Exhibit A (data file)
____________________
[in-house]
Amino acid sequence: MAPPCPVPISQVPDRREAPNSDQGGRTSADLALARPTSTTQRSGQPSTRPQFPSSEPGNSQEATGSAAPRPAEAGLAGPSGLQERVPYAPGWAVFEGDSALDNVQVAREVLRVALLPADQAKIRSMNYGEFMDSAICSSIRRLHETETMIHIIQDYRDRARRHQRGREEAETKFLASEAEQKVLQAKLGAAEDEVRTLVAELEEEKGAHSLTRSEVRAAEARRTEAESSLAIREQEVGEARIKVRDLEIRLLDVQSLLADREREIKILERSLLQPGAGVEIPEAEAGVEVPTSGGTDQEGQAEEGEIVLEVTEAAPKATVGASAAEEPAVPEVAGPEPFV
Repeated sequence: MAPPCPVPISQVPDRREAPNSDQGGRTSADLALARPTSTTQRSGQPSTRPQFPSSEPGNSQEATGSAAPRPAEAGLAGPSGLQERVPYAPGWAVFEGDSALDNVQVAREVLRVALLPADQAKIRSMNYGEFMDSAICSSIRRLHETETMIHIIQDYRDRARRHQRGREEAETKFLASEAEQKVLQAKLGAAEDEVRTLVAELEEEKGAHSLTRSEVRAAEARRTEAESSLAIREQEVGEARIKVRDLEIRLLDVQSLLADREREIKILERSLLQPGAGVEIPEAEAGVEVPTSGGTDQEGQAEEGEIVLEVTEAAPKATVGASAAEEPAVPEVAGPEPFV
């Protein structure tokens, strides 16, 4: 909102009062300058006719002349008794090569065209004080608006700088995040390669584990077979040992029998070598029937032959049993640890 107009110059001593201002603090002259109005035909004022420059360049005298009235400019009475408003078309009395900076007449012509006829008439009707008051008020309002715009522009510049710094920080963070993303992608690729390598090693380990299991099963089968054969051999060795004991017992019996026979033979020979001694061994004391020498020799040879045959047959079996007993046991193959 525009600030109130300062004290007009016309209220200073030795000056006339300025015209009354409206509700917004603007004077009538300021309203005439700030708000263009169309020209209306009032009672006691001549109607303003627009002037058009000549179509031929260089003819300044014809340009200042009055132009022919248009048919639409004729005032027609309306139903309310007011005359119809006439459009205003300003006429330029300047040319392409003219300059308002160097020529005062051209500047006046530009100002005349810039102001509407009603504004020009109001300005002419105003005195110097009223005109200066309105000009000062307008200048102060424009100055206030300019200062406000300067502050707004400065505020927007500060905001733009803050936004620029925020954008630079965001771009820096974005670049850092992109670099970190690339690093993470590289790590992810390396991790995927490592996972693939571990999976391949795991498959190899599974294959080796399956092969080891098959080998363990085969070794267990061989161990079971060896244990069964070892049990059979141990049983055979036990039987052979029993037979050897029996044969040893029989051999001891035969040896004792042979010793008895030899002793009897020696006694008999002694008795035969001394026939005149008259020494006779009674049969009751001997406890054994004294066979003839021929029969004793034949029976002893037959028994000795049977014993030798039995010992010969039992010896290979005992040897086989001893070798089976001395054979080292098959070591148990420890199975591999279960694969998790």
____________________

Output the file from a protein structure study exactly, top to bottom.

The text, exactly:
[in-house]
Amino acid sequence: MAPPCPVPISQVPDRREAPNSDQGGRTSADLALARPTSTTQRSGQPSTRPQFPSSEPGNSQEATGSAAPRPAEAGLAGPSGLQERVPYAPGWAVFEGDSALDNVQVAREVLRVALLPADQAKIRSMNYGEFMDSAICSSIRRLHETETMIHIIQDYRDRARRHQRGREEAETKFLASEAEQKVLQAKLGAAEDEVRTLVAELEEEKGAHSLTRSEVRAAEARRTEAESSLAIREQEVGEARIKVRDLEIRLLDVQSLLADREREIKILERSLLQPGAGVEIPEAEAGVEVPTSGGTDQEGQAEEGEIVLEVTEAAPKATVGASAAEEPAVPEVAGPEPFV
Repeated sequence: MAPPCPVPISQVPDRREAPNSDQGGRTSADLALARPTSTTQRSGQPSTRPQFPSSEPGNSQEATGSAAPRPAEAGLAGPSGLQERVPYAPGWAVFEGDSALDNVQVAREVLRVALLPADQAKIRSMNYGEFMDSAICSSIRRLHETETMIHIIQDYRDRARRHQRGREEAETKFLASEAEQKVLQAKLGAAEDEVRTLVAELEEEKGAHSLTRSEVRAAEARRTEAESSLAIREQEVGEARIKVRDLEIRLLDVQSLLADREREIKILERSLLQPGAGVEIPEAEAGVEVPTSGGTDQEGQAEEGEIVLEVTEAAPKATVGASAAEEPAVPEVAGPEPFV
């Protein structure tokens, strides 16, 4: 909102009062300058006719002349008794090569065209004080608006700088995040390669584990077979040992029998070598029937032959049993640890 107009110059001593201002603090002259109005035909004022420059360049005298009235400019009475408003078309009395900076007449012509006829008439009707008051008020309002715009522009510049710094920080963070993303992608690729390598090693380990299991099963089968054969051999060795004991017992019996026979033979020979001694061994004391020498020799040879045959047959079996007993046991193959 525009600030109130300062004290007009016309209220200073030795000056006339300025015209009354409206509700917004603007004077009538300021309203005439700030708000263009169309020209209306009032009672006691001549109607303003627009002037058009000549179509031929260089003819300044014809340009200042009055132009022919248009048919639409004729005032027609309306139903309310007011005359119809006439459009205003300003006429330029300047040319392409003219300059308002160097020529005062051209500047006046530009100002005349810039102001509407009603504004020009109001300005002419105003005195110097009223005109200066309105000009000062307008200048102060424009100055206030300019200062406000300067502050707004400065505020927007500060905001733009803050936004620029925020954008630079965001771009820096974005670049850092992109670099970190690339690093993470590289790590992810390396991790995927490592996972693939571990999976391949795991498959190899599974294959080796399956092969080891098959080998363990085969070794267990061989161990079971060896244990069964070892049990059979141990049983055979036990039987052979029993037979050897029996044969040893029989051999001891035969040896004792042979010793008895030899002793009897020696006694008999002694008795035969001394026939005149008259020494006779009674049969009751001997406890054994004294066979003839021929029969004793034949029976002893037959028994000795049977014993030798039995010992010969039992010896290979005992040897086989001893070798089976001395054979080292098959070591148990420890199975591999279960694969998790």